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Talking With a Teenage Son

Written by the dads @ fathers.com

Date Posted: Sunday, 29 April 2007

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So it’s time for you to sit down and have a face-to-face chat with your teenage son. Actually, there might be a better option.

The public service announcements on television make it sound like the best approach is to just start a conversation about drugs or alcohol at the breakfast table. But most teenagers would just roll their eyes—and probably tune you out.

ImageGetting your teenage son to talk with you can be one of the greatest challenges of your fathering career, but it is doable. How do you bridge the gap? Let’s look at three suggestions.

The first one is a paradox: to get your teenage son to talk, don’t try to get him to talk. Sure, face-to-face chats are great if you can pull ‘em off. But usually, the best approach is to talk sideways. A teenage boy will talk to you much more easily while you’re working on a project together or doing something fun.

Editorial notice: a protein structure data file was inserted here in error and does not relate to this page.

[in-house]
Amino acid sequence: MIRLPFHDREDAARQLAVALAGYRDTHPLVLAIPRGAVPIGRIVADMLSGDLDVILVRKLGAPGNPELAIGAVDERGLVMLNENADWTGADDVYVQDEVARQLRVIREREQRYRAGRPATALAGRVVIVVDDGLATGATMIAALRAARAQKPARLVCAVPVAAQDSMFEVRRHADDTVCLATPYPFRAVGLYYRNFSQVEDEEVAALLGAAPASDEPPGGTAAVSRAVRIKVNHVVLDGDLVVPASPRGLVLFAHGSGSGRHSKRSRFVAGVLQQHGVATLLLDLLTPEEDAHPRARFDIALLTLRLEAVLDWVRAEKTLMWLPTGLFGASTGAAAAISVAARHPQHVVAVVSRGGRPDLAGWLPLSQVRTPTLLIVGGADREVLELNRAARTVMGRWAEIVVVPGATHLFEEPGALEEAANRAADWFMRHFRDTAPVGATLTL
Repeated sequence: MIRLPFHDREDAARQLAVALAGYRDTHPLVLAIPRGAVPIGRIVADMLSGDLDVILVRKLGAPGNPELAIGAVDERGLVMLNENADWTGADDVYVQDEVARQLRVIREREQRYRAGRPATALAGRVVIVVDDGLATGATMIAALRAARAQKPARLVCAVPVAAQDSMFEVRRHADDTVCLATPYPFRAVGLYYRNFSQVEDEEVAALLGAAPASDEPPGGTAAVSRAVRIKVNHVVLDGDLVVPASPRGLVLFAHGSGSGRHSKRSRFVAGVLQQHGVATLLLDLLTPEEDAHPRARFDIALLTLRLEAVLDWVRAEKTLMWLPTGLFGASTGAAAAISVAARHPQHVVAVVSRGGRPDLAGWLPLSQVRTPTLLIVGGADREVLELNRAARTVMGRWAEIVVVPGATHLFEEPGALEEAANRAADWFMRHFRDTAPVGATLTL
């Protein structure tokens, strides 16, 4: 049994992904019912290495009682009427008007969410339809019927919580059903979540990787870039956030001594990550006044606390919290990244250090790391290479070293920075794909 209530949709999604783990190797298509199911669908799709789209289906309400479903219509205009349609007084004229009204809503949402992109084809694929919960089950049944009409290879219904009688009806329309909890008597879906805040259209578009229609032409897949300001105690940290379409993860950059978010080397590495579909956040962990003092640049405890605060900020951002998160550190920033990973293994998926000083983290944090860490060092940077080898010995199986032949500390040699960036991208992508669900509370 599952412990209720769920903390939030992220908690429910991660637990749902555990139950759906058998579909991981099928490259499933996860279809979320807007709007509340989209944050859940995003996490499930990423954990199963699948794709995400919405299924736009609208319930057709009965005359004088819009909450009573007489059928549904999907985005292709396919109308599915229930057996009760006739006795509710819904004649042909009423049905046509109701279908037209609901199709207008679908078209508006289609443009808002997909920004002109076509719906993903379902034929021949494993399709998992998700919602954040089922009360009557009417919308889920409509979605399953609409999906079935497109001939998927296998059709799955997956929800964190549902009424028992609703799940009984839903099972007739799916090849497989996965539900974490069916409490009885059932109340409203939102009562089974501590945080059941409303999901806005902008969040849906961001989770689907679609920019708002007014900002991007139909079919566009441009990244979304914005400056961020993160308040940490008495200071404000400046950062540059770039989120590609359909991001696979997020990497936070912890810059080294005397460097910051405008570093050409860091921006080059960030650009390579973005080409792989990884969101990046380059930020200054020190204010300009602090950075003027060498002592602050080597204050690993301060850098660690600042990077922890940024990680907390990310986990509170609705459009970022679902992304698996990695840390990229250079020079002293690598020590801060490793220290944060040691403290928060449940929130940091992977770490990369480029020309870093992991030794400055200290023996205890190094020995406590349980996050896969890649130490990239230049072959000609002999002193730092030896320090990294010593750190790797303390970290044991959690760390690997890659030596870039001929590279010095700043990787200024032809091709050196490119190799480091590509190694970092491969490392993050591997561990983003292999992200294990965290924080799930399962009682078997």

So enlist his help as you work on the car; shoot some hoops; hang drywall; run errands together; join him in something he wants to do. Suddenly, he’ll bring up something that’s been on his mind or willingly respond to a question you throw out.

Second, watch for cues that he’s ready to talk. For example, if he’s had enough sleep, that will probably make a big difference. Or, maybe he talks more at a certain time of the day, or when he’s in a particular mood. The cues may be subtle, but you can learn to spot them.

Third, be available. He may have a pressing question at eleven o’clock at night—or at three in the morning. His concerns may sound hair-brained or trivial or way off the mark. That’s okay, dad. Be flexible. Let him know that he can come to you anytime, about anything. Those times may be rare, so be ready. And put aside the newspaper or turn off the TV when it happens.

And finally, a word for dads who don’t yet have a teenager. Build a close relationship with your son now. If it’s easy for him to talk to you during these younger years, there won’t be a gap to bridge, and that will do a lot to ease the strain once you have a teenager.

 
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